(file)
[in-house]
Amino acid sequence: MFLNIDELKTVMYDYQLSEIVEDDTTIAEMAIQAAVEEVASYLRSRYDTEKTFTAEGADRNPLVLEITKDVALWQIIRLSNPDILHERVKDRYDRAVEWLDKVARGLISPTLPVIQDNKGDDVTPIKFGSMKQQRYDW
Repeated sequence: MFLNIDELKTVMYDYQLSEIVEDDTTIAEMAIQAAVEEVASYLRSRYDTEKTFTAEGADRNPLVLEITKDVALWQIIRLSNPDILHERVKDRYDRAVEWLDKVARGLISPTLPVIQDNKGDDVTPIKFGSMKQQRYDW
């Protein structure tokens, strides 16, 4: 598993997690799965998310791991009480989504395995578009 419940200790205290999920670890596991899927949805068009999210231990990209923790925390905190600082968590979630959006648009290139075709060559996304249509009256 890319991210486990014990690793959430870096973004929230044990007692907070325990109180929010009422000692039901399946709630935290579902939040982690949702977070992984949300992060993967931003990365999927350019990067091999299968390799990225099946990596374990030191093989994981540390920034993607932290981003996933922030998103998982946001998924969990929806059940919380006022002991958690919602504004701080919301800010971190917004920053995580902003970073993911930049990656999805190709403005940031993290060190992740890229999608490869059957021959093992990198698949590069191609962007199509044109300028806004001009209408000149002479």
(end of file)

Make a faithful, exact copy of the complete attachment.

[in-house]
Amino acid sequence: MFLNIDELKTVMYDYQLSEIVEDDTTIAEMAIQAAVEEVASYLRSRYDTEKTFTAEGADRNPLVLEITKDVALWQIIRLSNPDILHERVKDRYDRAVEWLDKVARGLISPTLPVIQDNKGDDVTPIKFGSMKQQRYDW
Repeated sequence: MFLNIDELKTVMYDYQLSEIVEDDTTIAEMAIQAAVEEVASYLRSRYDTEKTFTAEGADRNPLVLEITKDVALWQIIRLSNPDILHERVKDRYDRAVEWLDKVARGLISPTLPVIQDNKGDDVTPIKFGSMKQQRYDW
């Protein structure tokens, strides 16, 4: 598993997690799965998310791991009480989504395995578009 419940200790205290999920670890596991899927949805068009999210231990990209923790925390905190600082968590979630959006648009290139075709060559996304249509009256 890319991210486990014990690793959430870096973004929230044990007692907070325990109180929010009422000692039901399946709630935290579902939040982690949702977070992984949300992060993967931003990365999927350019990067091999299968390799990225099946990596374990030191093989994981540390920034993607932290981003996933922030998103998982946001998924969990929806059940919380006022002991958690919602504004701080919301800010971190917004920053995580902003970073993911930049990656999805190709403005940031993290060190992740890229999608490869059957021959093992990198698949590069191609962007199509044109300028806004001009209408000149002479």